The amount of various materials to be identified by the robots is increasing.  

Unique in Finland, rare globally 

As the technology is constantly developing, the waste management facility is never complete. A robotic system scans the waste on the sorting belt with sensors, and the signals from these sensors are continuously analysed by AI. At the same time, a huge amount of data is collected about the waste and its composition. 

Mr Närhi tells us that Kuljetusrinki is still only in the early stages of using AI and robotics.

– For us, this is an investment into the future, developed in continuous collaboration with ZenRobotics.  

He points out that Kuljetusrinki is ready to experiment with new things, whether it is software or mechanical engineering. The collaboration with ZenRobotics will continue and deepen. 
Kuljetusrinki is one of the first companies to bring this kind of sorting technology to Finland. Before its new investment, the company visited Sweden and Denmark in order to learn more about the waste industry.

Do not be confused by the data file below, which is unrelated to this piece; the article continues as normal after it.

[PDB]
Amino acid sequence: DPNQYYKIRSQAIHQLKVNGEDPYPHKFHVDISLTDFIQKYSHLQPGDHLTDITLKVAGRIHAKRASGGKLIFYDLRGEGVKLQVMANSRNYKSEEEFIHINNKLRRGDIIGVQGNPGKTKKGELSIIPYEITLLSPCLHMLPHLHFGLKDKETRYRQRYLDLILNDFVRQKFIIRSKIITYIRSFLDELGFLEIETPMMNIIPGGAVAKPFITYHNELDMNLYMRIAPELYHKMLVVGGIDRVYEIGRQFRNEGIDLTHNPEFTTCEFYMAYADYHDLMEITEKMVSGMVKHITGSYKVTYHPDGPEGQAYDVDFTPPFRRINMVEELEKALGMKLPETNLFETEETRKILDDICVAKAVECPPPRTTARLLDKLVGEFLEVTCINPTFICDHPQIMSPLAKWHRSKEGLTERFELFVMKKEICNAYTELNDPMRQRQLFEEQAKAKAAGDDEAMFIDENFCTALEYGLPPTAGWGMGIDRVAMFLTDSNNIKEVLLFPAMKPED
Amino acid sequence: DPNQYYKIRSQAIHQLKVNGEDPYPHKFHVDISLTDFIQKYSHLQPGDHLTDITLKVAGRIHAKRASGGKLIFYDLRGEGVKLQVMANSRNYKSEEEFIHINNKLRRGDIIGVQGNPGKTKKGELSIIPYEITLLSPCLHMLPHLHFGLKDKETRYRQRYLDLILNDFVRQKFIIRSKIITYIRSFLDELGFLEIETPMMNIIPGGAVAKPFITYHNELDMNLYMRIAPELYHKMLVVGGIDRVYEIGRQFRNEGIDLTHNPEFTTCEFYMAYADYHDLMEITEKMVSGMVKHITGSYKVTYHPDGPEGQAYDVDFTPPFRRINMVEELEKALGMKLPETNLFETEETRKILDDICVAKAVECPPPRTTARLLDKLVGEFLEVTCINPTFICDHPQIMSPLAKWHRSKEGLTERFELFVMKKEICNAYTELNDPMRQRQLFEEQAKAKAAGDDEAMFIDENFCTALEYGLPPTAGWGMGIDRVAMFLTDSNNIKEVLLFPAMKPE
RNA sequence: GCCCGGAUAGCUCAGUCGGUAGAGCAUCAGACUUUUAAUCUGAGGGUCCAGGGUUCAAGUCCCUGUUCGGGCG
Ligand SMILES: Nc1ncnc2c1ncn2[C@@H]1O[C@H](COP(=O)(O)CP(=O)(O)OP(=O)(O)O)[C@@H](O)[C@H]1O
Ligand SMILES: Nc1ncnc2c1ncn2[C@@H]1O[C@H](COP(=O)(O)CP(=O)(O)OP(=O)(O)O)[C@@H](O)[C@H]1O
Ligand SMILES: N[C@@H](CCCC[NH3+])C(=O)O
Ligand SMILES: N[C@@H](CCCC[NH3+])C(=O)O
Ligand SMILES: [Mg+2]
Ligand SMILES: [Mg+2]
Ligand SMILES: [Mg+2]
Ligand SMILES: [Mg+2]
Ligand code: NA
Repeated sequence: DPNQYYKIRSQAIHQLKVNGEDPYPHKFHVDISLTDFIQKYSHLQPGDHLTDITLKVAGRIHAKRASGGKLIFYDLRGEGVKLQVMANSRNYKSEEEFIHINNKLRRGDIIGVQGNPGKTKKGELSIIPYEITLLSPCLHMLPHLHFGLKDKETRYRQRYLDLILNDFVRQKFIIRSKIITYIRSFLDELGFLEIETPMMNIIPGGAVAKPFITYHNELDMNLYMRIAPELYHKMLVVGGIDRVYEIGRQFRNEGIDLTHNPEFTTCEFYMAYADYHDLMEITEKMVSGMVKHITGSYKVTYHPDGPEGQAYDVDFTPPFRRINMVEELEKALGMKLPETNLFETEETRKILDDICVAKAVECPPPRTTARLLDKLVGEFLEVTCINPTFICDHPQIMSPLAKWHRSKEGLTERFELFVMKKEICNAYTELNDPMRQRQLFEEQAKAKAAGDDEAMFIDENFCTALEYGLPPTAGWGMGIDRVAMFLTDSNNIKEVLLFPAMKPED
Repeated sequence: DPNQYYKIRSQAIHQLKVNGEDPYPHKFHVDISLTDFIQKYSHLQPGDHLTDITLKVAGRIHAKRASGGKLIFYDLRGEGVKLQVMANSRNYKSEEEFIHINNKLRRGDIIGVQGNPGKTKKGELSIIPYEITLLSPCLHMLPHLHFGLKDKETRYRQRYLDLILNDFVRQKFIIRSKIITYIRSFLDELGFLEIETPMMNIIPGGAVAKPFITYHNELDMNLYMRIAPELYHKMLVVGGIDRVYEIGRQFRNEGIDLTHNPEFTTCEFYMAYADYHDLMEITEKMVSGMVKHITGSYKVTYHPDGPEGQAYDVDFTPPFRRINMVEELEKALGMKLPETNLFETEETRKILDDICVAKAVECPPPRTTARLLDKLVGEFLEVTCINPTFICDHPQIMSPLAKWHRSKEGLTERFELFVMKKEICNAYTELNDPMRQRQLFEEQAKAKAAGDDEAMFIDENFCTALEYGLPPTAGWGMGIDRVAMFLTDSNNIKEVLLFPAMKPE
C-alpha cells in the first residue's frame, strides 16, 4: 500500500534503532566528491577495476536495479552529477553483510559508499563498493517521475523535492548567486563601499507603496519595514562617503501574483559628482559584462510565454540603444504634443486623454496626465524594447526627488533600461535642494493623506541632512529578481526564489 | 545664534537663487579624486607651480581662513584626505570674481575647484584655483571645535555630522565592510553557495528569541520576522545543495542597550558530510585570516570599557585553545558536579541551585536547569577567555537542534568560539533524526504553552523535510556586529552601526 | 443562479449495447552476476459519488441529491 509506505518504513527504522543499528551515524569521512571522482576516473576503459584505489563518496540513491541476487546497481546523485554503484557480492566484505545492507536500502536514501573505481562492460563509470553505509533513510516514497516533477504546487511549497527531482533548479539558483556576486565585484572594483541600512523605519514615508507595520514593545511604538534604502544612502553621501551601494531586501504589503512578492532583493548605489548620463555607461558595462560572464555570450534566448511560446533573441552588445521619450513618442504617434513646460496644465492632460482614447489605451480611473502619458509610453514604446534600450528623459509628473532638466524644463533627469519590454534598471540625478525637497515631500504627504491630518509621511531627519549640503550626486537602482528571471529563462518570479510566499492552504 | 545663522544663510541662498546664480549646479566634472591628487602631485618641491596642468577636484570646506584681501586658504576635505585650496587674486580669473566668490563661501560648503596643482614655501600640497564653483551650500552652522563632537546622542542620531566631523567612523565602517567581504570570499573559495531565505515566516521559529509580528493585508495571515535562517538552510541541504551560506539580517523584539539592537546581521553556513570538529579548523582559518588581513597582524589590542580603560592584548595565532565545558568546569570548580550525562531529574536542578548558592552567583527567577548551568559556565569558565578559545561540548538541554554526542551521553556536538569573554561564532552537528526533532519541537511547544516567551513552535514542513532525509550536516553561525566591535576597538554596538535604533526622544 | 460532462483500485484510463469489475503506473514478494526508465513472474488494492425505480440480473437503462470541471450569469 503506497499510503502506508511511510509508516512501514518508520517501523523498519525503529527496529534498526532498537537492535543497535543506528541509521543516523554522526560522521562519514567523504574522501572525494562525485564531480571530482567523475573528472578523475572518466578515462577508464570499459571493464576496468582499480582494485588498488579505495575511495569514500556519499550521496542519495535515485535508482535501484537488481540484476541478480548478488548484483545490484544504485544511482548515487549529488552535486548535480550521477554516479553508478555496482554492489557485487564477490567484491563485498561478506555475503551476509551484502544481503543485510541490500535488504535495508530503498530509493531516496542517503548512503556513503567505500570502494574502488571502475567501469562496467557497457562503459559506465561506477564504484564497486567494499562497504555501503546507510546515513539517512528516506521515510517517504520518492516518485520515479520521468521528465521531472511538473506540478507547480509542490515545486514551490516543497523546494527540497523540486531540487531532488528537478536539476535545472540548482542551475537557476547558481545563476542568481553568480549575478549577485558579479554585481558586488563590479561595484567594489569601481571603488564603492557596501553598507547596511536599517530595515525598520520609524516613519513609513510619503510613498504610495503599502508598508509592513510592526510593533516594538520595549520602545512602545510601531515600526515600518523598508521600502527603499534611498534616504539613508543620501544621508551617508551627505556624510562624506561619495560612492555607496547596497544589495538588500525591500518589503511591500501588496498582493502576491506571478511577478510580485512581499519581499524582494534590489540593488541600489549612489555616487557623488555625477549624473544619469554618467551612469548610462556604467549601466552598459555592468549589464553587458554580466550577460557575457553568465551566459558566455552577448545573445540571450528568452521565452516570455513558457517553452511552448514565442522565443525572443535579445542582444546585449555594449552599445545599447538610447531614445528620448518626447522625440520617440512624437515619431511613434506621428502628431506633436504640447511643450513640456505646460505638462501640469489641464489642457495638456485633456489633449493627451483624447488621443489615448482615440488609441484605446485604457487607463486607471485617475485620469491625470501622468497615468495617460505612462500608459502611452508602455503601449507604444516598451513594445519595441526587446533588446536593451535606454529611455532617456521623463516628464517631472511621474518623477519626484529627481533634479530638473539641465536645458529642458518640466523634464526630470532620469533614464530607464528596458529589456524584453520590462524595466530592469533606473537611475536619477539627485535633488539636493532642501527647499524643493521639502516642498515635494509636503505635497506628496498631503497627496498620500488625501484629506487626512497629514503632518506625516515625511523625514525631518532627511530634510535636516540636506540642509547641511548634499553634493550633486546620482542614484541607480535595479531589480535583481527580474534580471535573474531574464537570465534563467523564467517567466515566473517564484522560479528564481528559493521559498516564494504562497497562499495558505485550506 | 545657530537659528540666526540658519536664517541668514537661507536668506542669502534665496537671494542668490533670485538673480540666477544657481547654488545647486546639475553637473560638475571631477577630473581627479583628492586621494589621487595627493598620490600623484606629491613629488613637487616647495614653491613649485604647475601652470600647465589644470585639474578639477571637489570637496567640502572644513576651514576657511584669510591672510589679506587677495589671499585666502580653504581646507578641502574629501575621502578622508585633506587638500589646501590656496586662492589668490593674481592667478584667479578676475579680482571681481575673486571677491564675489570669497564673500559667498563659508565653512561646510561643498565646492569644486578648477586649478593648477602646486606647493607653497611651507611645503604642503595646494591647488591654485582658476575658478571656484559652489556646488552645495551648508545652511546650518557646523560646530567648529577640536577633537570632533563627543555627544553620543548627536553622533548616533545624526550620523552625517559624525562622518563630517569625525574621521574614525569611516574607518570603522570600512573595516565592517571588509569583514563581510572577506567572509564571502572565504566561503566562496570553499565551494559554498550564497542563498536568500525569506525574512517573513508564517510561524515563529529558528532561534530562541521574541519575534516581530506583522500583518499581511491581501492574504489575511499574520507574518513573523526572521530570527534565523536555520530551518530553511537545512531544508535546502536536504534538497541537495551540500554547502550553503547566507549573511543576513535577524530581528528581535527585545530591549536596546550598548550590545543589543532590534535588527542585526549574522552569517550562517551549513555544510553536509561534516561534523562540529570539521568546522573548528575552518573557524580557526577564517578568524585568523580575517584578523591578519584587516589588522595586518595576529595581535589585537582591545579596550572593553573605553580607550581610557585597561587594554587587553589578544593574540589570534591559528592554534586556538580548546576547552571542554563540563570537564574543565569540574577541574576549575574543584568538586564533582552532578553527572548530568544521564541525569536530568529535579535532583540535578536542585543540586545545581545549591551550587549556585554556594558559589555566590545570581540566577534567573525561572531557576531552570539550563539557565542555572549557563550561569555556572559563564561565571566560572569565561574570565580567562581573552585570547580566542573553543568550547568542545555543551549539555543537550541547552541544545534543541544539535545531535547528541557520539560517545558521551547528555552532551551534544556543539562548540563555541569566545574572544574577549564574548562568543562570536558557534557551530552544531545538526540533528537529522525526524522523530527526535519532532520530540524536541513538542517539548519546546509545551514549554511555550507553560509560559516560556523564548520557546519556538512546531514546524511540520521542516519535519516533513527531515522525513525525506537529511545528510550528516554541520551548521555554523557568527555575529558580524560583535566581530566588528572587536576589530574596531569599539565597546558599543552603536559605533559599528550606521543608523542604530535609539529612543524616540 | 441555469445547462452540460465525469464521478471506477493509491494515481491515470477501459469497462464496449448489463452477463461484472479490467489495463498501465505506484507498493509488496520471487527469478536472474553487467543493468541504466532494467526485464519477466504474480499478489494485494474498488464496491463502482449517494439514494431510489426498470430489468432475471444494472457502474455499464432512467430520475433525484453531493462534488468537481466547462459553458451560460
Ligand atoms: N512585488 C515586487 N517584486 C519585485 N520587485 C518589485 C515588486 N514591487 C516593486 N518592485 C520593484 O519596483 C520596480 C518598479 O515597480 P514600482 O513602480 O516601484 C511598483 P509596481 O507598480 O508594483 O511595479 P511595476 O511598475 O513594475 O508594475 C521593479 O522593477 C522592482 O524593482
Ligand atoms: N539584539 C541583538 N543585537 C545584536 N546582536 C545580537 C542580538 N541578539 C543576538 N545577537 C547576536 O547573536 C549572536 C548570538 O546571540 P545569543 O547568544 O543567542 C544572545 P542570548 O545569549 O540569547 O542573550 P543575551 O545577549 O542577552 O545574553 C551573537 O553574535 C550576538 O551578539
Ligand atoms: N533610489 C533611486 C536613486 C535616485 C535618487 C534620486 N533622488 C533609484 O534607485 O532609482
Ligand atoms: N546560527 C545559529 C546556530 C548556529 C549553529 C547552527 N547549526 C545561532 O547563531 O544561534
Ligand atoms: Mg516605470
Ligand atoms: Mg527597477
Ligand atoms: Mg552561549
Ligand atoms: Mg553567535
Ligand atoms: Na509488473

One of the three waste sorting robots developed by ZenRobotics hard at work.

– It is great and rewarding to be involved in reforming the waste industry, as it has traditionally been both conservative and a bit slow to warm up to new innovations.  

Mr Närhi hopes to see more manufacturing industries ready to use recyclable materials as raw material as and when it is produced spring up in Finland. This would prevent the need to ship raw materials abroad. The regulation, on the other hand, already pushes the industry towards recycling and circular economy.